Artist: Robert Randolph & The Family Band Album: Brighter Days Year: 2019 Grade: B-
In Brief: You know what you’re listening to these guys for – explosive pedal steer guitar playing, feel-good Gospel, soul and funk choruses, and the occasional chill slow jam. Don’t go in expecting anything profound from the lyrics – in fact, pay no attention to them all if you like! – and you’ll probably have a blast.
Artist: St. Paul & The Broken Bones Album: Young Sick Camellia Year: 2018 Grade: B+
In Brief: A wonderfully diverse collection of songs that pay tribute to classic Southern soul and R&B influences while also leaving room for stylistic experimentation. Paul Janeway is a powerhouse vocalist, and the horn section and the rest of the band are incredibly tight. Really, the only thing keeping this record from unmitigated greatness is that it’s a bit short on content, having only 9 true songs (which is somewhat cleverly disguised by a series of short interludes and a bonus track).
Artist: Various Artists Album: Hidden Figures: The Album Year: 2016 Grade: B-
In Brief: The rare movie tie-in album that I enjoy both as a listening experience in and of itself, and as a strong reminder of key scenes in the film that inspired it. Despite a few moments that fall flat or don’t seem to relate directly to the film’s plot, Pharrell Williams did a pretty good job writing and arranging these songs, and picking the right female voices to bring most of them to life.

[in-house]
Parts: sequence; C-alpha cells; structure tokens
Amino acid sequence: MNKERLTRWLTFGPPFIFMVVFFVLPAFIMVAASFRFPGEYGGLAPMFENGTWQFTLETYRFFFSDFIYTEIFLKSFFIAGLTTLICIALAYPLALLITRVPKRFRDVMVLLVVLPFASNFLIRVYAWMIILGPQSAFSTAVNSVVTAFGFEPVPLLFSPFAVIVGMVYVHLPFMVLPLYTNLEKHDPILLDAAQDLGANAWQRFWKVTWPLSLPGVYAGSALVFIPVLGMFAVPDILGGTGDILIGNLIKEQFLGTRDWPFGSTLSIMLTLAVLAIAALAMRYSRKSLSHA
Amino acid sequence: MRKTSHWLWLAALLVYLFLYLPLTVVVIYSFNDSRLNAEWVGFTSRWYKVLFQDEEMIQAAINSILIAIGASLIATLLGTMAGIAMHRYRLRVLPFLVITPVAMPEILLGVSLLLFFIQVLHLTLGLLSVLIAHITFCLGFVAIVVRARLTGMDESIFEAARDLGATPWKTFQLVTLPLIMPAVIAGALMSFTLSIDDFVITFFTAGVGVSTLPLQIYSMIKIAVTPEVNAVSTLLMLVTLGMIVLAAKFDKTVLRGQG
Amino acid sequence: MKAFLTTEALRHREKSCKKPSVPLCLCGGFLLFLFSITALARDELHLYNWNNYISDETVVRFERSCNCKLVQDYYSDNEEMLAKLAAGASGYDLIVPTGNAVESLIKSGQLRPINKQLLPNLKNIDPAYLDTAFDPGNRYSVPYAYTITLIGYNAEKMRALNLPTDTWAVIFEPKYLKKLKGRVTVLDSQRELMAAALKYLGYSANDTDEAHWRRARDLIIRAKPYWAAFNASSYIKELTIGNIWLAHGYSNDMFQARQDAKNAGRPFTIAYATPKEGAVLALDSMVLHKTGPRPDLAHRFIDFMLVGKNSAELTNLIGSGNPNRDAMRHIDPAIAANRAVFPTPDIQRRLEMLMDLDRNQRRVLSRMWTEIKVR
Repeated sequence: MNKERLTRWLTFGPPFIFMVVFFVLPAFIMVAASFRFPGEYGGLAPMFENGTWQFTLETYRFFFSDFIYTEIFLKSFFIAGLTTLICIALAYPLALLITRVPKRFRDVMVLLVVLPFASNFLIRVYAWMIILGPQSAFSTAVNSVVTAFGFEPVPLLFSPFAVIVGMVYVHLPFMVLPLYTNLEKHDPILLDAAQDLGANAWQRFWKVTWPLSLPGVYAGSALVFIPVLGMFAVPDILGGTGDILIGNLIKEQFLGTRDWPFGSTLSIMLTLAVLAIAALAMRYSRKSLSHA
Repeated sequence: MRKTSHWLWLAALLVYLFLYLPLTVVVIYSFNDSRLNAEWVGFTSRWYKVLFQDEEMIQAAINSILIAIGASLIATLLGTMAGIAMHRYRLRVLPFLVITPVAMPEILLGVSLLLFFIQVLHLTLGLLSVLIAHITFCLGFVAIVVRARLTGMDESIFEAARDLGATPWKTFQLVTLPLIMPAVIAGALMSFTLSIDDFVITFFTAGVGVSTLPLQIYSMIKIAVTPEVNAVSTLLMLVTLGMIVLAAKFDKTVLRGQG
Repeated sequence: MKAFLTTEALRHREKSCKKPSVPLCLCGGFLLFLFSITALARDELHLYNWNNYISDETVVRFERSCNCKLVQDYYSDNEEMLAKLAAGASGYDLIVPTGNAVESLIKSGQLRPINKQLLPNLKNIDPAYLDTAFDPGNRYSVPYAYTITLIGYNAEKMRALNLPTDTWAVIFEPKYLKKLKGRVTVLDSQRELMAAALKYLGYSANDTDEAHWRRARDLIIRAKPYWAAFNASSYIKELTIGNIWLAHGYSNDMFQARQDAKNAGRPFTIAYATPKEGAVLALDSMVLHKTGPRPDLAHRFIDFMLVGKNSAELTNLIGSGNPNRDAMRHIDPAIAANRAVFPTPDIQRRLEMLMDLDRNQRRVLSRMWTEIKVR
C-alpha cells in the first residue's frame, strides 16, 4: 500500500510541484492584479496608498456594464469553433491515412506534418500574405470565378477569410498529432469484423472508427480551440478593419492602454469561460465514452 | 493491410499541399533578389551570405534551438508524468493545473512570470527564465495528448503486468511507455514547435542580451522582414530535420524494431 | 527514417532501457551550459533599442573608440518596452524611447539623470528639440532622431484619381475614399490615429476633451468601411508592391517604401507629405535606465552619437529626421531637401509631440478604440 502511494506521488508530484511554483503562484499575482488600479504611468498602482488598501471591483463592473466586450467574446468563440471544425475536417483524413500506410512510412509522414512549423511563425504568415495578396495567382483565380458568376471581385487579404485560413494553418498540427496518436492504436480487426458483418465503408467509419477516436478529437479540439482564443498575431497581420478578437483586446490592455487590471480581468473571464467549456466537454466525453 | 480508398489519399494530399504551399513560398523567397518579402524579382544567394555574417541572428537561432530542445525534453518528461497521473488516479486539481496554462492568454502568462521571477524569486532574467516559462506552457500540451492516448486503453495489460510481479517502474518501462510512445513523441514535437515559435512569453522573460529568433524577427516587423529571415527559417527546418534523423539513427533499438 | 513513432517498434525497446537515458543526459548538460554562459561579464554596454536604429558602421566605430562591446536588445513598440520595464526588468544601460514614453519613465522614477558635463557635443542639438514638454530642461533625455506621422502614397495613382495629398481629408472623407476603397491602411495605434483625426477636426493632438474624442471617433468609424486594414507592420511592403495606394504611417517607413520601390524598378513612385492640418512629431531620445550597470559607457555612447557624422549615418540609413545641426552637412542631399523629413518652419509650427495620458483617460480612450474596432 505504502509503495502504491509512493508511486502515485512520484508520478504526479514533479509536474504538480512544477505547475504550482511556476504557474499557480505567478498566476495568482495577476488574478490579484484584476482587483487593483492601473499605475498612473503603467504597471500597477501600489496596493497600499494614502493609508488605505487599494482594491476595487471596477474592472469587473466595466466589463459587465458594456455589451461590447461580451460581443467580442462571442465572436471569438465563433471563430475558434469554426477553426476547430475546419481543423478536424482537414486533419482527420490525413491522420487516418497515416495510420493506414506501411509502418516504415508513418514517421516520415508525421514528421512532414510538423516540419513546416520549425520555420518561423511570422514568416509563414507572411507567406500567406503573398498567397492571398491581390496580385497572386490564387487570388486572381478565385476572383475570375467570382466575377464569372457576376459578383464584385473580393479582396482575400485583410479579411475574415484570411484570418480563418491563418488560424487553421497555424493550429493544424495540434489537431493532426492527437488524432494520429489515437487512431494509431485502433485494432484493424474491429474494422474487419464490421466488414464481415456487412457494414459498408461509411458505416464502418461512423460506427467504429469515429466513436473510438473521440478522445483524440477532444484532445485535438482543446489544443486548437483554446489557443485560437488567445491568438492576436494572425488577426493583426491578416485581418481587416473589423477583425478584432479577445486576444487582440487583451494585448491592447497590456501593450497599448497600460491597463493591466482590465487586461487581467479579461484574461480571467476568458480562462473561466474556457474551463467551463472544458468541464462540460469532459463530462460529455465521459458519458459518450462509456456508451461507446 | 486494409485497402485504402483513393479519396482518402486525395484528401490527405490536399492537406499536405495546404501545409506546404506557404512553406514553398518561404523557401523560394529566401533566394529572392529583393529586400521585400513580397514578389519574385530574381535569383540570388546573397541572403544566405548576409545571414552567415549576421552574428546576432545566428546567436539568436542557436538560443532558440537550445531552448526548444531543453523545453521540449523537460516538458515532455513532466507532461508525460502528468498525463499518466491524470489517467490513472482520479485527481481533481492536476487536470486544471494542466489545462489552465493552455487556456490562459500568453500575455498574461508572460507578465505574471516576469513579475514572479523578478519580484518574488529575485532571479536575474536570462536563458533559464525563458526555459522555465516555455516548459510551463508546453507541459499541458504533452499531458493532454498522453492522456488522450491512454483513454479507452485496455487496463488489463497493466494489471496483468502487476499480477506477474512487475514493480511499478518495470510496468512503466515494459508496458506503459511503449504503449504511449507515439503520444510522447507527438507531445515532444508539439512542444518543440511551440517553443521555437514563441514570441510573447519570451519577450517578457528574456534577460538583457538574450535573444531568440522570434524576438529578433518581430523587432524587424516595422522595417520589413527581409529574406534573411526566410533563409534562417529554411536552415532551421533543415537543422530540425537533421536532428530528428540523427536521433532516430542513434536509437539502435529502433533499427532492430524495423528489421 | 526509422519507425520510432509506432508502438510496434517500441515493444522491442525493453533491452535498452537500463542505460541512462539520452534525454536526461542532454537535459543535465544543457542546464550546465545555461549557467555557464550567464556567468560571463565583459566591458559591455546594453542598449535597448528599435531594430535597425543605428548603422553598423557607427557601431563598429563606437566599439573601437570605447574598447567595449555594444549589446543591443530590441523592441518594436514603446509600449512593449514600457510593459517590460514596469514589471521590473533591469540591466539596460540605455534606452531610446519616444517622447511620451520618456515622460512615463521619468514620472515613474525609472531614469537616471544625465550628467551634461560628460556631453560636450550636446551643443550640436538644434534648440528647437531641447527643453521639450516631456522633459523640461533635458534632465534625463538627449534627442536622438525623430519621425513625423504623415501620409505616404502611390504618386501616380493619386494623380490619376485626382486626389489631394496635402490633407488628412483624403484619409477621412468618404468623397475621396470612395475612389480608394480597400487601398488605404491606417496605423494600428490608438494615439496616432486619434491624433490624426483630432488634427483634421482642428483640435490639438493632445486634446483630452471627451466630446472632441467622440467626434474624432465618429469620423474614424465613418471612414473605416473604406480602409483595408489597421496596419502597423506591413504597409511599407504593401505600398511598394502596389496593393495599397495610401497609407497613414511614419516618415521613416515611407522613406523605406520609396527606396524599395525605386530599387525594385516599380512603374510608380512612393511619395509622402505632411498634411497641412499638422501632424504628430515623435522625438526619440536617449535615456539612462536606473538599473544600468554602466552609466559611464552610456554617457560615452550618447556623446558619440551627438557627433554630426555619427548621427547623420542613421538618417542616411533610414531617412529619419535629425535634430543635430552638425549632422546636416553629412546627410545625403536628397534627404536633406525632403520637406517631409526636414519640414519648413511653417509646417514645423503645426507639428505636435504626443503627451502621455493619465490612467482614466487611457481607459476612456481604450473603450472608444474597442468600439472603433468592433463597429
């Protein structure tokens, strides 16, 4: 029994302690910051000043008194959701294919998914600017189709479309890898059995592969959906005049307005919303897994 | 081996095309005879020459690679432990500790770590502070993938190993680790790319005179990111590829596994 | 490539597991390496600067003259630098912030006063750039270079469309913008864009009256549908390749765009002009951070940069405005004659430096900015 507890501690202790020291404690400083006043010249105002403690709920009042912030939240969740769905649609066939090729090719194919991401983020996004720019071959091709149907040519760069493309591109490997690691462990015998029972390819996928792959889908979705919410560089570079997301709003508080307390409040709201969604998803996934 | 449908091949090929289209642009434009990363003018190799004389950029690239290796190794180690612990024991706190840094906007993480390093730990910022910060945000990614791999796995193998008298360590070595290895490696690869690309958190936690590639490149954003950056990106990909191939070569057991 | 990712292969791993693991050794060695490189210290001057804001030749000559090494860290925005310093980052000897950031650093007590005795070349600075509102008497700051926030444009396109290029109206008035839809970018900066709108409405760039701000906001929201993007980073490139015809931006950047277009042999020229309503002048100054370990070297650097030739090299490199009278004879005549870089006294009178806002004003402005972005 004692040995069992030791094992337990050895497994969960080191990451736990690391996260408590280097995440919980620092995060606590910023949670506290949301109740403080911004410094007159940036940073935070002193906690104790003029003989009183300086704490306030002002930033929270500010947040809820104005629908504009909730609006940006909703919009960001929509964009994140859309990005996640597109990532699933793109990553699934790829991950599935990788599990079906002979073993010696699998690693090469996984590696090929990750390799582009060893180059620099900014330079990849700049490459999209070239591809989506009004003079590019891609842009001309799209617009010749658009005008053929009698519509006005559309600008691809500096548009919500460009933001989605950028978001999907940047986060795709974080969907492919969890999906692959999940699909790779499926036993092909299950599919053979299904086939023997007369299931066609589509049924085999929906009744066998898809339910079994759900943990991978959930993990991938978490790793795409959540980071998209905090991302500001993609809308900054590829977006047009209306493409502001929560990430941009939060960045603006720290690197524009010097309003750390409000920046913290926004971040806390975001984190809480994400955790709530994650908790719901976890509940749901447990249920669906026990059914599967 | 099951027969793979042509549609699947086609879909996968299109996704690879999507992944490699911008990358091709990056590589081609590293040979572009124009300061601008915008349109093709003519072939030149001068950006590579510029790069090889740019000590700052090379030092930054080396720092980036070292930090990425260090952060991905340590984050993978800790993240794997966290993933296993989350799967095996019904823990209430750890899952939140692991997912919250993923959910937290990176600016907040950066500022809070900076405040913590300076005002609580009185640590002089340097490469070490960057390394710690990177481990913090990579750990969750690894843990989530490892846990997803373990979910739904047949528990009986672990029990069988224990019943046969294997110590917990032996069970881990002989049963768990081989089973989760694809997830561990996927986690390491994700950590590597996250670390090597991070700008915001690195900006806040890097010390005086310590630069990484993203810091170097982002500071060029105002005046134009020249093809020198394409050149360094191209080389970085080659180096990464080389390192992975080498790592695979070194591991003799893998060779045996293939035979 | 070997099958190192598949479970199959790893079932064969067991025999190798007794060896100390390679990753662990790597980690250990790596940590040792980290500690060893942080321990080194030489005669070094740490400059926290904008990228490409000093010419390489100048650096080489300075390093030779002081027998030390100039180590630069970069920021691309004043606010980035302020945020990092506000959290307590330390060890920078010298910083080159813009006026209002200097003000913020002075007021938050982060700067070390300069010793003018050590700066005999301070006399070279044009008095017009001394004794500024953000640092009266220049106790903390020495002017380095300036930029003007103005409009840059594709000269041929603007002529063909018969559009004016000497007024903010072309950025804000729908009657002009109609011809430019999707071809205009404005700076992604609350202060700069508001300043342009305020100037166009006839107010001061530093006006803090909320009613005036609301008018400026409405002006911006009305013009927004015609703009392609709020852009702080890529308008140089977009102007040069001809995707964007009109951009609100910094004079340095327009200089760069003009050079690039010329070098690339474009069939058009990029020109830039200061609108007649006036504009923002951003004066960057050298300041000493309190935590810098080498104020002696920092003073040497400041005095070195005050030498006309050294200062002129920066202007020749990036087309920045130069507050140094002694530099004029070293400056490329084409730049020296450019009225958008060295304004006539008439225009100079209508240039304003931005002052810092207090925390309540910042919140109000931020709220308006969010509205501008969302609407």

Artist: Alabama Shakes Album: Sound & Color Year: 2015 Grade: B
In Brief: An intriguing and unpredictable splicing of classic/Southern rock and soul/R&B sounds. Just when you think you’ve got them figured out, they flip the script. That’s an excellent way for a band in a genre I’m otherwise unsure about to get me hooked.
Artist: Florence + the Machine Album: How Big, How Blue, How Beautiful Year: 2015 Grade: B+
In Brief: A powerful set of pipes plus a talent for bringing together the best parts of indie rock, baroque pop, and soul music makes this a formidable set of songs. It’s only when Florence & Co. put the brakes on that the results start to feel a bit more generic, but even then, her vocal performance is sublime enough to get me through to the good stuff on the other side. (Interestingly, the deluxe edition’s bonus tracks offer a glimpse at stronger material that didn’t make the cut for whatever reason.)